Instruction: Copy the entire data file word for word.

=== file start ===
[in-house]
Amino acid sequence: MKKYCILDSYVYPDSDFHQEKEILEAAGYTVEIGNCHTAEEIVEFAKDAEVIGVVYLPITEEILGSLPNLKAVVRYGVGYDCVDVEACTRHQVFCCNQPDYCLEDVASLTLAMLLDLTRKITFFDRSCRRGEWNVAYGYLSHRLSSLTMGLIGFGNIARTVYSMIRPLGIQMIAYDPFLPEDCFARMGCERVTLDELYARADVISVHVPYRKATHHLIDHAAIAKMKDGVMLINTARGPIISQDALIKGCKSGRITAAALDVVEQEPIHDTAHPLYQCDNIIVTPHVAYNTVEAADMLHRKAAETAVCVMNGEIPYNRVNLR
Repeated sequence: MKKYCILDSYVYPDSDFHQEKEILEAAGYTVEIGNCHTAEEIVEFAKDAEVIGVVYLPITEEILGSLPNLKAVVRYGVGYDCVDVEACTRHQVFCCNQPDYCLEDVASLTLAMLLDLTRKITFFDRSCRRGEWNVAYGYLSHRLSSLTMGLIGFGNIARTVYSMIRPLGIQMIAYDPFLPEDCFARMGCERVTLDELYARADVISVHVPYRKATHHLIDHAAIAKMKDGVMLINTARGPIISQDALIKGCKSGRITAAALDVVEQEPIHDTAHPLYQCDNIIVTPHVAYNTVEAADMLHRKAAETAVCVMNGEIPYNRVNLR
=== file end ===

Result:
[in-house]
Amino acid sequence: MKKYCILDSYVYPDSDFHQEKEILEAAGYTVEIGNCHTAEEIVEFAKDAEVIGVVYLPITEEILGSLPNLKAVVRYGVGYDCVDVEACTRHQVFCCNQPDYCLEDVASLTLAMLLDLTRKITFFDRSCRRGEWNVAYGYLSHRLSSLTMGLIGFGNIARTVYSMIRPLGIQMIAYDPFLPEDCFARMGCERVTLDELYARADVISVHVPYRKATHHLIDHAAIAKMKDGVMLINTARGPIISQDALIKGCKSGRITAAALDVVEQEPIHDTAHPLYQCDNIIVTPHVAYNTVEAADMLHRKAAETAVCVMNGEIPYNRVNLR
Repeated sequence: MKKYCILDSYVYPDSDFHQEKEILEAAGYTVEIGNCHTAEEIVEFAKDAEVIGVVYLPITEEILGSLPNLKAVVRYGVGYDCVDVEACTRHQVFCCNQPDYCLEDVASLTLAMLLDLTRKITFFDRSCRRGEWNVAYGYLSHRLSSLTMGLIGFGNIARTVYSMIRPLGIQMIAYDPFLPEDCFARMGCERVTLDELYARADVISVHVPYRKATHHLIDHAAIAKMKDGVMLINTARGPIISQDALIKGCKSGRITAAALDVVEQEPIHDTAHPLYQCDNIIVTPHVAYNTVEAADMLHRKAAETAVCVMNGEIPYNRVNLR